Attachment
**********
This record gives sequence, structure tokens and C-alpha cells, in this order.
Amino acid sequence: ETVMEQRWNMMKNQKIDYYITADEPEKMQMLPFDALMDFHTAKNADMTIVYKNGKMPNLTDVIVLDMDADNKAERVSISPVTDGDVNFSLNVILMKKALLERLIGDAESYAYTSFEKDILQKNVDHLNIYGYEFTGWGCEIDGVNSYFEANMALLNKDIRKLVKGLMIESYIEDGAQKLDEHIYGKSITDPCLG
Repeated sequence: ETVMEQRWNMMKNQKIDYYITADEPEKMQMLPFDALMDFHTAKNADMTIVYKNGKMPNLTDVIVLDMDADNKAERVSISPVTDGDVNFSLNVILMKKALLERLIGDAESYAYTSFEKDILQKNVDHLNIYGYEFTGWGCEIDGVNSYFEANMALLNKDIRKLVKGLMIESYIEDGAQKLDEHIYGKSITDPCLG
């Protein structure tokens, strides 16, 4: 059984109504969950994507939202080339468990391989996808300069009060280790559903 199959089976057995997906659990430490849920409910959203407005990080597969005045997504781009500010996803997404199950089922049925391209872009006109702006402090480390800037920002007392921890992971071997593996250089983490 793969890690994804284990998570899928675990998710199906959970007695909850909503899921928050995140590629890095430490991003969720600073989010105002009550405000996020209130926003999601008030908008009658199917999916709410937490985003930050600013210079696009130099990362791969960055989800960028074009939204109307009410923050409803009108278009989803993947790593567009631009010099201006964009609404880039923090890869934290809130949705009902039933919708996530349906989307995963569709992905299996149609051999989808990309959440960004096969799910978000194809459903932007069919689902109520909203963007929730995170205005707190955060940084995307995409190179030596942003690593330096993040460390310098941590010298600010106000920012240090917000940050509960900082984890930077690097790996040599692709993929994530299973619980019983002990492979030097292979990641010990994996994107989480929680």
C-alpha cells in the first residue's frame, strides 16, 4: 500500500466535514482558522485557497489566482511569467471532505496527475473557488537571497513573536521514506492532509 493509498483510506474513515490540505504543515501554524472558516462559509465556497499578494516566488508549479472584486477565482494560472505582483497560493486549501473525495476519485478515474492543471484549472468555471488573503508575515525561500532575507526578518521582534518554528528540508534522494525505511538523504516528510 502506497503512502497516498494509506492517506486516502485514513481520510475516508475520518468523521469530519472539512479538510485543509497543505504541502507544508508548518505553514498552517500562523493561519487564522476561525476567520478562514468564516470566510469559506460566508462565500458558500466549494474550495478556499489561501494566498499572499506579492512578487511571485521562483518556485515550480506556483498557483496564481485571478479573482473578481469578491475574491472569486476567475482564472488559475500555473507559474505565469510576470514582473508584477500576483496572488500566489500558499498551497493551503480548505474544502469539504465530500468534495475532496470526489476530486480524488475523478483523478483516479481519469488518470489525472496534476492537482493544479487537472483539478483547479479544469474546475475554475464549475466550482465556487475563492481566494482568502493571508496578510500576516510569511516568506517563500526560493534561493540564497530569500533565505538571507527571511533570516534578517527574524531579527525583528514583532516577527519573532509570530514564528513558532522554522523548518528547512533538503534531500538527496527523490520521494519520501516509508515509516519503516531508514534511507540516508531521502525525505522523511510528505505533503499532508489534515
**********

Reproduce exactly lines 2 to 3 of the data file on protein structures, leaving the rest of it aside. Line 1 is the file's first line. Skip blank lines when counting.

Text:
Amino acid sequence: ETVMEQRWNMMKNQKIDYYITADEPEKMQMLPFDALMDFHTAKNADMTIVYKNGKMPNLTDVIVLDMDADNKAERVSISPVTDGDVNFSLNVILMKKALLERLIGDAESYAYTSFEKDILQKNVDHLNIYGYEFTGWGCEIDGVNSYFEANMALLNKDIRKLVKGLMIESYIEDGAQKLDEHIYGKSITDPCLG
Repeated sequence: ETVMEQRWNMMKNQKIDYYITADEPEKMQMLPFDALMDFHTAKNADMTIVYKNGKMPNLTDVIVLDMDADNKAERVSISPVTDGDVNFSLNVILMKKALLERLIGDAESYAYTSFEKDILQKNVDHLNIYGYEFTGWGCEIDGVNSYFEANMALLNKDIRKLVKGLMIESYIEDGAQKLDEHIYGKSITDPCLG